“While significant effects were identified in this study for all religious groups relative to the non-religious group, it should be borne in mind that these effects vary in magnitude. For the Buddhists, the effects were relatively large, and positively related to climate change engagement. For the Christian literalists and Christian non-literalists the effects were negatively related to climate change engagement and were similar in magnitude and direction to the effects of a number of socio-demographic variables such as, being male or being self-employed.” — Morrison et al. 2015

Much of the past research into the connections between religion and environmental perspectives has been focused in the United States and Europe. Within Christian denominations, environmental attitudes vary widely. Mormons and Baptists err more towards an environmental view of “anthropomorphic dominance,” while Episcopalians and Methodists, tend more towards a stewardship focused view. In the US, a majority of evangelical Christians believe in climate change. However, when compared to non-evangelicals, evangelicals are less likely on the whole to believe climate change is occurring, that it is in fact caused by human activity, and that there is scientific consensus. A 2014 report from the Public Religion Research Institute and American Academy of Religion showed that Americans ranked climate change last among a list of important issues, behind the income gap between rich and poor, health care, and immigration reform.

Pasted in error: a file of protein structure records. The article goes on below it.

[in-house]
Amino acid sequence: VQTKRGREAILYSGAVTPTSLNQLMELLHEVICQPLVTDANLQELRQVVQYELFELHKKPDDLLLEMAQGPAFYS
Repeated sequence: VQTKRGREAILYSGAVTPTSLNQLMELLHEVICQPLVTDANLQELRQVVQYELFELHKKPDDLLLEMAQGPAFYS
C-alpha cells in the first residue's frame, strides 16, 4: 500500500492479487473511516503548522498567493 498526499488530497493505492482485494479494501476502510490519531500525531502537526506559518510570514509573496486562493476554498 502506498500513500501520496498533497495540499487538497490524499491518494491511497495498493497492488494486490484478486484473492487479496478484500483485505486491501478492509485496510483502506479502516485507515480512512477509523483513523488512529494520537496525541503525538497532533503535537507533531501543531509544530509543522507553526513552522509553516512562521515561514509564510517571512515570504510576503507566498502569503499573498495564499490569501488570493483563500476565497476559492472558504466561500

These views on climate change and the environment among evangelicals, and more widely among conservative Christians who believe in a more literal translation of the bible, have been attributed to a stronger belief in man’s dominion over nature, the aforementioned “anthropomorphic dominance.” Or, as Morrison et al. state, “…a stronger belief in their efficacy in controlling outcomes.”

However, there is a complex interaction between socio-demographics and religious affiliation to inform environmental attitudes. Morrison et al. find that though religious affiliation is strong predictor of attitudes towards climate change, this effect, though still significant, is dampened when socio-demographic data are included. In past research, there have been issues of spurious correlations between environmental outlook and religious affiliation attributed to the influence of other sociological or demographic variables affecting attitude. Outlooks on various environmental issues may have been more connected to political views and simply correlated with religious affiliation. It is an important next step to replicate this research in other countries and among other religious affiliations.

Religion is an important facet of many people lives and offers a possible unified means of addressing climate change if consensus can be built.

“Thus there remains opportunity for religious groups to do more to support the acceptance of human induced climate change and the need for policy responses, as well as action at a local level.” – Morrison et al. 2015.